Five Reasons Why You Should Play Mass Effect

Earlier this week, Sheila & the SPACE/CTV crew checked out the launch party for Mass Effect, BioWare's ambitious role-playing game. Mass Effect not only pushes the Xbox 360 to the limit but it redefines our standards for character interaction and development within a game.

While filling up on the hor'dourves, we entered a screening room where Project Director Casey Hudson gave us a crash course on the game. He started off with a male character at the beginning of the game. It was impressive how the dialogue and animation was subtly modified to work with whether you're male or female, as well as your chosen background history - before you even begin to make any choices.

1. Your Actions Have Consequences

Lucy, you got some 'splainin' to do.

We were then shown scenes where you can make several decisions on the fly and see how they pan out. The more indepth uses of the interactive conversations - where things are far more complicated than "yes" or "no" - show how emotionally charged (or humourous, however you look at it) the reactions from NPCs can be. One can choose whether to listen, interrupt, or simply pull out the big guns. In a later scene, we watched as the player decided to kill off a squad member, Jack Bauer style. Acting too soon or too late also changes the course of events.

2. You Have To Work For The Payoff

Dandy fetch quests don't earn trust.

On the surface, Mass Effect is a "choose your own adventure" movie that will appeal to anyone willing and patient enough to overcome the gameplay's complexity. Unlike the old children's books, in this game there are actual repercussions and you might miss something if you don't pay enough attention. All of your choices weave the tapestry that is not only your character's story but the relationships she or he has with other characters. "You have to work and build those up over time, like in real life," Hudson explained. There's even the possibility of romance but despite what rumors suggest, whatever is in the game has been "done tastefully".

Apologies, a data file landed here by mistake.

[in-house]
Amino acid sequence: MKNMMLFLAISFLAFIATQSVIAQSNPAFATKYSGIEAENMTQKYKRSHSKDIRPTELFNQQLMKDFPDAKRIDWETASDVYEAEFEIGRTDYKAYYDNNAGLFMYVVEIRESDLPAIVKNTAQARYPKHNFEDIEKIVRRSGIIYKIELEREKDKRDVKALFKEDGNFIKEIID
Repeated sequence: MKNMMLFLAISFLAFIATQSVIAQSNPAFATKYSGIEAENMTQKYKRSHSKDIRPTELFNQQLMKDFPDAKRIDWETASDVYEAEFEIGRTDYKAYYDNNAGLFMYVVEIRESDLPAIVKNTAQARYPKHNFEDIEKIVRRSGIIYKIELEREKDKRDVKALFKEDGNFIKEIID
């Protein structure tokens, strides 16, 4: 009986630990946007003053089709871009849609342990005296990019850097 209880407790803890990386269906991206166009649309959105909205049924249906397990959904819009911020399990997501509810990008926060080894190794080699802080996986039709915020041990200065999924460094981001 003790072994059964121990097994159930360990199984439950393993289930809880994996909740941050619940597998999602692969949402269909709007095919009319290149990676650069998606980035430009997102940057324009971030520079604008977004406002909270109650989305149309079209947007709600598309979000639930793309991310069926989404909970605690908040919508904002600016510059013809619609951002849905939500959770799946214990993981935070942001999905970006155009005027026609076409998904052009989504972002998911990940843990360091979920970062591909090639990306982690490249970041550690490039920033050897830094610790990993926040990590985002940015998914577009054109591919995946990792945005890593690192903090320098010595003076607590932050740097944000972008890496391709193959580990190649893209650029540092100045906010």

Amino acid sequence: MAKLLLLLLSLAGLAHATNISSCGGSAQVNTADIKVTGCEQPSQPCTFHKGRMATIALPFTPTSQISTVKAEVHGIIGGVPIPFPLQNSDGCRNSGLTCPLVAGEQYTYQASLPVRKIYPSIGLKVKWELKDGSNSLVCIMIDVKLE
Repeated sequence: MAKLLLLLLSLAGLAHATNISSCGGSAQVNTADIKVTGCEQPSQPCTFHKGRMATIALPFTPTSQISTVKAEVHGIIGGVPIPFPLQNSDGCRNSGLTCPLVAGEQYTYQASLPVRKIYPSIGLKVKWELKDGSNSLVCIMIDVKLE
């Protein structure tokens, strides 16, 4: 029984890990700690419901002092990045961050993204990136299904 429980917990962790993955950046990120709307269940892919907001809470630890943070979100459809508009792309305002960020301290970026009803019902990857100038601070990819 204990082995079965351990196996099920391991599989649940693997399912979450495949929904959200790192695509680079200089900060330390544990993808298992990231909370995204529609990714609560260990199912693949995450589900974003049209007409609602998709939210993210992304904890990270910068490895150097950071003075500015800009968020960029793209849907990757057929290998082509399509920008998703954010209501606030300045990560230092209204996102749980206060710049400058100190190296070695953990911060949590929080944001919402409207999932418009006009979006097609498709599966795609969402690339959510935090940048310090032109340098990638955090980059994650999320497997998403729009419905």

3. Real-Time Conversations » Dialogue Options

No falling asleep at the cutscene wheel.

Mass Effect is fairly immersive during cinematic conversations and low on the cheese factor. Rarely are you thrown out of the game or laughing at (not with) the game. Still, I only say that it's 'fairly' immersive because learning how to play the game takes time. But it doesn't take time to learn how to create a character (though it does take time to get them appearing just right in-game). The creation system boasts an endless amount of options when it comes to your appearance, making the amount of possible faces in the millions.

4. Character Customization Doesn't Suck

I can has freckles?

The level of character customization is a definite first for gaming. The character's face looks as detailed as any other character you encounter in the game - no more, no less. The eyes, mouths and expressions are also fully animated, whether you are human or not.

5. Mass Effect Is A Real RPG

You don't have to be a whiny lovestruck teenager.

My only gripe with creation is that since you're a character in the military, women can't have long hair. There are some make-up options, however. Community Manager Chris Priestly mentioned that a bug allowed male characters to put on make-up while women were able to put on facial hair. I said that they should have left it in since some people might like that. It's not a bug... it's a feature!

After the demo, Hudson was kind enough to grant us a lengthy Question & Answer session. I asked whether the game will be released on another system or PC but right now he couldn't give a definite answer. On the Baldur's Gate side of things, Mass Effect will be a trilogy and you will have the option to continue your character in the next two games. Sweet.

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Images courtesy BioWare
Event photos by Coralie

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